Children and Youth Who Run Away from Substitute Care: A Qualitative and Quantitative Analysis

Title: Children and Youth Who Run Away from Substitute Care: A Qualitative and Quantitative Analysis
Authors: Byrne, Andrea M.
Date: 2012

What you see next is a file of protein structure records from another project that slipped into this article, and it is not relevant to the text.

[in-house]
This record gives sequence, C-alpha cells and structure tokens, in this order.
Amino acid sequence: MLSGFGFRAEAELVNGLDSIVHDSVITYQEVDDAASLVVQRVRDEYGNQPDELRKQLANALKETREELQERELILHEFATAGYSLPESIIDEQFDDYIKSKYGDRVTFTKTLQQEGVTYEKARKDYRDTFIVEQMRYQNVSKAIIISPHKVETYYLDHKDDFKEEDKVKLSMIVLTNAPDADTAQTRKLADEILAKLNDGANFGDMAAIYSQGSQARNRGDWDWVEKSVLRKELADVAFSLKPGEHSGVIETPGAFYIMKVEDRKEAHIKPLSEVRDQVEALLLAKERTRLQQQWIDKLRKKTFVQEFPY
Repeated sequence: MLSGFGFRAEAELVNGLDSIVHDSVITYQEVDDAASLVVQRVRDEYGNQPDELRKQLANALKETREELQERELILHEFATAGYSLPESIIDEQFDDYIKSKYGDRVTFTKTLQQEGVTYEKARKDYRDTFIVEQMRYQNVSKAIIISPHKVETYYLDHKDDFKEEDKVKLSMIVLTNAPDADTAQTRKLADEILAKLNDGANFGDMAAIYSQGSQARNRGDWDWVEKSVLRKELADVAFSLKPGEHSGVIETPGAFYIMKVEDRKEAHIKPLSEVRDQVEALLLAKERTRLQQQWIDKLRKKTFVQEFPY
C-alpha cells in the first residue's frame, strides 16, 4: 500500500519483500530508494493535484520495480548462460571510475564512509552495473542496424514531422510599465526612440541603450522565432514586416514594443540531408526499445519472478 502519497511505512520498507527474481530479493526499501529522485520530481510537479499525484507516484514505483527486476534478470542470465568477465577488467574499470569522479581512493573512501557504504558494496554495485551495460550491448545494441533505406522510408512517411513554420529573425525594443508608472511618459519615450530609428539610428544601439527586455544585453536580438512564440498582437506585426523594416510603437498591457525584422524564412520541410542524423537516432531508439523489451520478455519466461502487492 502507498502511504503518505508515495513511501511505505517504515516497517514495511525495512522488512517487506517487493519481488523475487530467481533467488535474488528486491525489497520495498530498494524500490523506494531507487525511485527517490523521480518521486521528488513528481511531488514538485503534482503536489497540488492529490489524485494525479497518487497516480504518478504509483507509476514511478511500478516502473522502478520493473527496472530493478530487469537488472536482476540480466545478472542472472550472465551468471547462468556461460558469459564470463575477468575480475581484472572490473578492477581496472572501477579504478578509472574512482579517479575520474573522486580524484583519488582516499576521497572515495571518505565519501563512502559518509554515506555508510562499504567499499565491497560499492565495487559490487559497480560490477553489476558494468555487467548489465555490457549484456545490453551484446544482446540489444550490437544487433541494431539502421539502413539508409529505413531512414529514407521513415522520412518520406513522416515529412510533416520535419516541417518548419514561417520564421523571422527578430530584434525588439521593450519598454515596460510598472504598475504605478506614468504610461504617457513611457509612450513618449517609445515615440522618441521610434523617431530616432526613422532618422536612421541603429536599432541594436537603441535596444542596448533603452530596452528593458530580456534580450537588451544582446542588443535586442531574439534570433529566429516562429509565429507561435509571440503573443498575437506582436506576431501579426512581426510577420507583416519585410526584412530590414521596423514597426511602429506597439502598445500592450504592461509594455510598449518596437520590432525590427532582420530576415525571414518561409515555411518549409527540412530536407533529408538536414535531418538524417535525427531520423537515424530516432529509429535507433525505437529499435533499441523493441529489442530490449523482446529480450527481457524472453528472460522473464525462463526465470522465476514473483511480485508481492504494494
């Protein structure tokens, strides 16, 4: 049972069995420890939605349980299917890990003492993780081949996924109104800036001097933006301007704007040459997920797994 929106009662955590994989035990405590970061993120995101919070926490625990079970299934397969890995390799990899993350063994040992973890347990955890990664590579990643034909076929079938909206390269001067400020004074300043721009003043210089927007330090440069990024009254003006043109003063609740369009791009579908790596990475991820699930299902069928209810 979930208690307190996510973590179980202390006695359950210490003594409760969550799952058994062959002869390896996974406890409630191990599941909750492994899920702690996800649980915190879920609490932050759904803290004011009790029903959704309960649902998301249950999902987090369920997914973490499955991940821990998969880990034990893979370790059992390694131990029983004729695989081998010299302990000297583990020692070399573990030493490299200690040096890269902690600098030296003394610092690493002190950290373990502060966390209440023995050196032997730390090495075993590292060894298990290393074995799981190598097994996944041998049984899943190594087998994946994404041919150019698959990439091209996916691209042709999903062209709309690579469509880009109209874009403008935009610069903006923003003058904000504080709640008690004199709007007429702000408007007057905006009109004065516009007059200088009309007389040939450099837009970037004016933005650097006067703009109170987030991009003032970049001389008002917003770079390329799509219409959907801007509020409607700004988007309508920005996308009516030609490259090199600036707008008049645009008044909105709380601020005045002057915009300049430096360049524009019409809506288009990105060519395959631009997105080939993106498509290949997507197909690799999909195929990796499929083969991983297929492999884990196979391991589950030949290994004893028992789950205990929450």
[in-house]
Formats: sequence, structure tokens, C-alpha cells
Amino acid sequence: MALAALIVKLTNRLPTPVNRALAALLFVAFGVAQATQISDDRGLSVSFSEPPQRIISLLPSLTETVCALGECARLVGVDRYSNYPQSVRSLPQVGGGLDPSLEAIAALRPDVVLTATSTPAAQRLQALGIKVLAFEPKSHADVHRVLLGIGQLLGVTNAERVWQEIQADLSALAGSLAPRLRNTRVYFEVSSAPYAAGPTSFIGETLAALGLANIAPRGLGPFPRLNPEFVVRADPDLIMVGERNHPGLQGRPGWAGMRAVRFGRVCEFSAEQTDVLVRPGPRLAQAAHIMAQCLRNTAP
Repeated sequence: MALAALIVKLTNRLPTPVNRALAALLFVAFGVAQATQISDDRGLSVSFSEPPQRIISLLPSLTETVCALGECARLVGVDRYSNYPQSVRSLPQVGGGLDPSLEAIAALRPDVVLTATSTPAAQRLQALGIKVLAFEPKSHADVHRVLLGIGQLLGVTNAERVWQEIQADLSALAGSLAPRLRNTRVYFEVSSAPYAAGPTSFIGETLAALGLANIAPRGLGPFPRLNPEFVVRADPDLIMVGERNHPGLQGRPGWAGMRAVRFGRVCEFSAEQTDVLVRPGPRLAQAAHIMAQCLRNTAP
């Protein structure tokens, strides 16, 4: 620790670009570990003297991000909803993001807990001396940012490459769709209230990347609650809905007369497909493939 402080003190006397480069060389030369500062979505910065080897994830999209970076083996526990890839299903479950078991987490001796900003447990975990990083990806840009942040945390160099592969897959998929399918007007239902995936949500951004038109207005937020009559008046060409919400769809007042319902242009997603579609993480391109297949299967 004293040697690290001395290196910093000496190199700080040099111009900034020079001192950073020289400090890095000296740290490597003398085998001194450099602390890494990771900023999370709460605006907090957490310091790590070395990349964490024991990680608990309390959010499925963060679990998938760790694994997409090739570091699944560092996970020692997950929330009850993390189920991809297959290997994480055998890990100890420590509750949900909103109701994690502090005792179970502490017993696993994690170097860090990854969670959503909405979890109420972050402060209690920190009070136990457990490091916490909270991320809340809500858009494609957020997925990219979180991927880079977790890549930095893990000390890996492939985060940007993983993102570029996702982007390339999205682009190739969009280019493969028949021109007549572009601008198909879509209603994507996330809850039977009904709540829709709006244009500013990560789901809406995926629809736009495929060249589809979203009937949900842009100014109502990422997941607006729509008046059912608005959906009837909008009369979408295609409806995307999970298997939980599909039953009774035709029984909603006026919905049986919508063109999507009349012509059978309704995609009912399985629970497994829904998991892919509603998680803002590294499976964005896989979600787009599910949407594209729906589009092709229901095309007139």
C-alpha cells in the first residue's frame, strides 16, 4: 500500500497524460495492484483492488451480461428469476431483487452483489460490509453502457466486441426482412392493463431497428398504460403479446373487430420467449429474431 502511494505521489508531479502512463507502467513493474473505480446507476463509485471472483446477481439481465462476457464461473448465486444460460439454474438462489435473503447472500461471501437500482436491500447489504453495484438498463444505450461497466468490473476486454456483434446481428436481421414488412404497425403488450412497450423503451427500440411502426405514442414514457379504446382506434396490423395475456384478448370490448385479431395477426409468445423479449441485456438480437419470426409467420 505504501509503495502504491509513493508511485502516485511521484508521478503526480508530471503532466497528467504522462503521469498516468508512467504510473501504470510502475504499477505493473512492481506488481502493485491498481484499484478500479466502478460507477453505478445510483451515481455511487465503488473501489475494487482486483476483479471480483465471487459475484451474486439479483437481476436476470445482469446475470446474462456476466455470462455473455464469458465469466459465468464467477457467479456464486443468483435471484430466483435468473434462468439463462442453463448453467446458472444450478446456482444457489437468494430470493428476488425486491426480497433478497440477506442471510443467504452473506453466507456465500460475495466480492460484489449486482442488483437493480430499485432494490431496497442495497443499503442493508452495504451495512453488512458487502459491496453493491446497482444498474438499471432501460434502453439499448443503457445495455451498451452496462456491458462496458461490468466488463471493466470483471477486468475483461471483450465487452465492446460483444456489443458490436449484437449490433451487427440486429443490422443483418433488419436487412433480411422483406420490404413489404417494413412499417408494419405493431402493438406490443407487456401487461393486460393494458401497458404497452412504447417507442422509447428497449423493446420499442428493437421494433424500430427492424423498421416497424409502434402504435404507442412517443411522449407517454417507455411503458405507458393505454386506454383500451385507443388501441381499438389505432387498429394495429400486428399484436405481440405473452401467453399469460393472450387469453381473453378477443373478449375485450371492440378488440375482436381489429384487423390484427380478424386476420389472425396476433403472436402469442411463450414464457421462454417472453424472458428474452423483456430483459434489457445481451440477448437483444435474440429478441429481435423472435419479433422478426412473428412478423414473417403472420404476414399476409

Abstract: Many homeless youth come from foster homes, group homes, and other forms of substitute care. For young people in the child welfare system, elopement represents a major problem as it places them at risk for a number of troubling outcomes. Three studies were undertaken examining elopement among young people living in substitute care in Canada and the United States. The first study explored strengths and needs in a sample of 5,011 children and youth housed in a variety of substitute care settings including foster homes, group homes, residential treatment centres, emergency shelters, and juvenile justice facilities. Results indicated that needs, but not strengths, predicted running among children, while both needs and strengths predicted running among adolescents. Problems with school attendance, substance abuse, and delinquency also predicted running among both children and adolescents, with the exception of young children, for whom substance abuse was not a significant predictor. The second study explored the relationship between trauma, strengths, and elopement in a sample of 2,296 adolescents living in substitute care. Sexual abuse, physical abuse, school violence, and traumatic grief/separation were found to predict elopement. In addition, family violence and community violence predicted running among younger but not older adolescents. Educational strengths predicted a lower risk of running away for all adolescents, while well-being and relationship permanence predicted a lower risk of running among younger and older adolescents, respectively. The impact of strengths on the relationship between trauma and elopement was evaluated, with results suggesting that elopement was not predicted by an interaction between strengths and trauma. The third study was qualitative in nature and explored the perspectives of youth who had run away from substitute care at least once in their lifetime. Youth provided information about their experiences as well as suggestions designed to reduce the prevalence of running away among youth in substitute care. Findings for all three studies were discussed in relation to the literature with implications for research and prevention.
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